Friday, 18 November 2011

On The Paul Kane NYT Op-Ed

Following last week's publication in the New York Times of a guest op-ed by a certain Paul Kane, there has been a flurry of enraged responses - particularly from supporters of Taiwan independence on the Left. In Taiwan itself, the Pragmatist seems to have been the first to react with follow up responses from other bloggers in Taiwan and, naturally, the people at the Taipei Times: both Washington correspondent William Lowther and deputy news editor J.M. Cole had words to say about it. Even Kane himself later tried to distance himself from his own writing in an apology piece for Foreign Policy by claiming his article was intended as "Swiftian satire". Yet at a time when the sitting U.S. President can spend almost as much money on "stimulus" in a mere three years as the last President did on wars over a decade... readers can surely be forgiven for a lack of distinguishing humour.

Although I too thought Kane's piece was bad, I nevertheless find one aspect of the affair perversely amusing.

Kane's piece called for the Obama administration to close a deal with the PRC whereby the latter would agree to a debt-forgiveness plan to the tune of U.S.$1.14 trillion and the former would renege on long-standing U.S. commitments either to defend Taiwan, or to supply Taiwan with defensive articles.

Of course, this is an utterly crass, amoral and naive utilitarian calculation. As noted above, Kane himself, in his Foreign Policy response, claimed that he had written it sardonically. This may or may not be the case; either way, it certainly made quite a few heads "explode" over here in Taiwan.

Yet what I find perversely amusing is that Kane's argument, once you subtract its' obvious crassness and apparent naivity, arises from the same collectivist-utilitarian premises that much of the Left routinely operates on - i.e. that the State must always act to protect and advance the "common good", even if it means deliberately violating the rights of individual subjects. There is no difference in the principles involved between an argument for legalized land theft in order to construct say, a factory that may benefit the wider economy, and the selling out of an entire island in order to acquire a write-off of public debt. The only differences between the two arguments are the empirical accounting of collective benefits and assessment of strategic outcomes.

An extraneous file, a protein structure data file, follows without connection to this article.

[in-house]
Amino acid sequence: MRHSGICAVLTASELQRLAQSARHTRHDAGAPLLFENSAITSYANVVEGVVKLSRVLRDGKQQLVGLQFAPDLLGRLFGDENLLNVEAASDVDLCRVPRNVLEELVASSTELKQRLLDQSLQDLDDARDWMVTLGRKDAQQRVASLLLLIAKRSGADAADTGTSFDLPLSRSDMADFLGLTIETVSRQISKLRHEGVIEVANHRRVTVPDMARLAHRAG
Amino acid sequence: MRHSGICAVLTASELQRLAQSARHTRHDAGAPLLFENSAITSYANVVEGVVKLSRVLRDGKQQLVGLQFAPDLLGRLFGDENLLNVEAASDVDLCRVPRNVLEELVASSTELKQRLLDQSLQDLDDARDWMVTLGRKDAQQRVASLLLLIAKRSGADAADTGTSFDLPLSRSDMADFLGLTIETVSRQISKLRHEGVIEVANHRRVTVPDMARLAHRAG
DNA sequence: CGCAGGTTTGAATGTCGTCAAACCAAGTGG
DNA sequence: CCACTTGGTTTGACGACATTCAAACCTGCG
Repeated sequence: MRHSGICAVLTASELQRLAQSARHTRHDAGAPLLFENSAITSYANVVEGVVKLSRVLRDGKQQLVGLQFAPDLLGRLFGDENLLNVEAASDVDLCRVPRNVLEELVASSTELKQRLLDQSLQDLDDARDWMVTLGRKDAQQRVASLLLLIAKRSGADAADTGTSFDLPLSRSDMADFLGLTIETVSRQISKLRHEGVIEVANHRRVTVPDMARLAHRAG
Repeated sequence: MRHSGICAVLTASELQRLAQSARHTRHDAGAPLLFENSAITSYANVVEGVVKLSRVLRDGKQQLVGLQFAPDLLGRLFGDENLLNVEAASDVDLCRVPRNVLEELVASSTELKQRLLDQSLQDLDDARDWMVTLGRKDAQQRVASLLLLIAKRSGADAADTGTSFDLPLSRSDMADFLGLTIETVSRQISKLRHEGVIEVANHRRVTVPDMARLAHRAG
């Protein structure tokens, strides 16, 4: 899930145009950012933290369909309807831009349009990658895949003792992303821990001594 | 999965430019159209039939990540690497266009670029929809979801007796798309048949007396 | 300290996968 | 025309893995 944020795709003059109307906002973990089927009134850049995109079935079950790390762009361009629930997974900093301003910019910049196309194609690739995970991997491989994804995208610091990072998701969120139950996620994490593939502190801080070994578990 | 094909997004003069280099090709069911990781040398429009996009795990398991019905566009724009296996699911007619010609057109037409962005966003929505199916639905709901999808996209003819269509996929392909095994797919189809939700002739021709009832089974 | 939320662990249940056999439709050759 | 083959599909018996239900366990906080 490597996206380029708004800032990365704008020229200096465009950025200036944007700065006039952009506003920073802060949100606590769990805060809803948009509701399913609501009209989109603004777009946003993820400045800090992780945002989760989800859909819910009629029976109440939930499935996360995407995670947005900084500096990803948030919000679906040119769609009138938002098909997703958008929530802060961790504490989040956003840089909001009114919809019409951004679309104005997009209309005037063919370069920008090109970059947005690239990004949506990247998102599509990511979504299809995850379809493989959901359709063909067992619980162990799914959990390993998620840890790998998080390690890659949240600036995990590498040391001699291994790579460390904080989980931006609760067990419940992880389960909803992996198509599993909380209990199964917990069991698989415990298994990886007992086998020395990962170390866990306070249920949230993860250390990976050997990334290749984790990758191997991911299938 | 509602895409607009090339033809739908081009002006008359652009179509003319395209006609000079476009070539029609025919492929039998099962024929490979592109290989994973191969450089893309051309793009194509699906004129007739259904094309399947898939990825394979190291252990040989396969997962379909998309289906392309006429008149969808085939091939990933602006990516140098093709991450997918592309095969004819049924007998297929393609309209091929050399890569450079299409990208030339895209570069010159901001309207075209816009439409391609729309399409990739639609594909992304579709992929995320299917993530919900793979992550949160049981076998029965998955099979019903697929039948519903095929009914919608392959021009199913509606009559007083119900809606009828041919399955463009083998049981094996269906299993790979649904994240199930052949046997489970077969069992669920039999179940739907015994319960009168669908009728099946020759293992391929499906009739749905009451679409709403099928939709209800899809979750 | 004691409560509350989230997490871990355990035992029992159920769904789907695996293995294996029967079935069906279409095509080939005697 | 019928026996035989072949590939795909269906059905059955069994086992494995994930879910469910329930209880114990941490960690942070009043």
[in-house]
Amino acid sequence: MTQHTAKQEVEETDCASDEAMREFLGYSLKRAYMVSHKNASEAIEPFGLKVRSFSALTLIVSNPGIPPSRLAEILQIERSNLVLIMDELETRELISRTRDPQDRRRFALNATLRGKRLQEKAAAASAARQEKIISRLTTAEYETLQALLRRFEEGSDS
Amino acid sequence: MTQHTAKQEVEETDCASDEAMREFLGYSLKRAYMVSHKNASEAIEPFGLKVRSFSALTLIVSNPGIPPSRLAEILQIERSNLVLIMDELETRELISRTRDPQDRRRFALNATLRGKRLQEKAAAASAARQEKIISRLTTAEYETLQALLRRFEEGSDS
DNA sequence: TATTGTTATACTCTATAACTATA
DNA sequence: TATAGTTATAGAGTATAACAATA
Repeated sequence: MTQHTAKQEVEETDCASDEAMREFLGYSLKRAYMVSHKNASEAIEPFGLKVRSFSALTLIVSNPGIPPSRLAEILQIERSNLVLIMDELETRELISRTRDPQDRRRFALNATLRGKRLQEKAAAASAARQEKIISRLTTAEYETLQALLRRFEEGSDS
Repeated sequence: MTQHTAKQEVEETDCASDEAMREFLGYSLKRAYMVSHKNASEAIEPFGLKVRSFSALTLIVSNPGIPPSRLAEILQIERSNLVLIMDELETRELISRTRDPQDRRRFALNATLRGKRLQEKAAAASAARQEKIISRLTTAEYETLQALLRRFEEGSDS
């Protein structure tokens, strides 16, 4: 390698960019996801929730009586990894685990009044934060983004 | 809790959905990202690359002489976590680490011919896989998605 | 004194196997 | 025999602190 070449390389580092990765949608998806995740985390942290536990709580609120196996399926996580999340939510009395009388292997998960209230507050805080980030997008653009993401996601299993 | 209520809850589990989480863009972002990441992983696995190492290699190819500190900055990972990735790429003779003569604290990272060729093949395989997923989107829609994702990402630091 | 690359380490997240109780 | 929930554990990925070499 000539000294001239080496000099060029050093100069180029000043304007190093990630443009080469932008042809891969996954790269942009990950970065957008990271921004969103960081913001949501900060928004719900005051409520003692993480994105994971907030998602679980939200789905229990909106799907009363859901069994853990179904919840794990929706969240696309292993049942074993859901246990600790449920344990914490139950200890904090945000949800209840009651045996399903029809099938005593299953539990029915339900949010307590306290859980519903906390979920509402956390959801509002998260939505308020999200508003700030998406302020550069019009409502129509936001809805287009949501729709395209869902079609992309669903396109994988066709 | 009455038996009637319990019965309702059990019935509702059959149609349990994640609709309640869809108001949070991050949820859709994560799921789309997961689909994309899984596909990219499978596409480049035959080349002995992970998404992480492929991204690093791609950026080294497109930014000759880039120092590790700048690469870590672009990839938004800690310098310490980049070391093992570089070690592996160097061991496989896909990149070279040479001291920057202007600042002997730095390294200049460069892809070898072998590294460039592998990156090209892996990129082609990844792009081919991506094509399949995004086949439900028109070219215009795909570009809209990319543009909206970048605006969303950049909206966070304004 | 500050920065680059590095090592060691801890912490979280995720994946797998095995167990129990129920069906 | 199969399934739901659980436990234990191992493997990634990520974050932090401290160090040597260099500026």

Thus, many of the criticisms put to Kane have centered on just such points, e.g. the benefit to the U.S. of a $1.14 trillion write-off would be relatively small; the "naivity" of his view of PRC ambitions. Such criticisms are all valid, but they do not get to the root of the matter - they are not actually damning criticisms at all, but mere fannying about with vague calculations of interest.

Memo to the Left: Kane's is the kind of absurd conclusion to which the logic of your amoral, majoritarian Pragmatism points. Of course, it would be an irony too far to suggest that this was the real reason why Kane had his article published in the New York Times (!), so perhaps he really was just being "Swiftian"?

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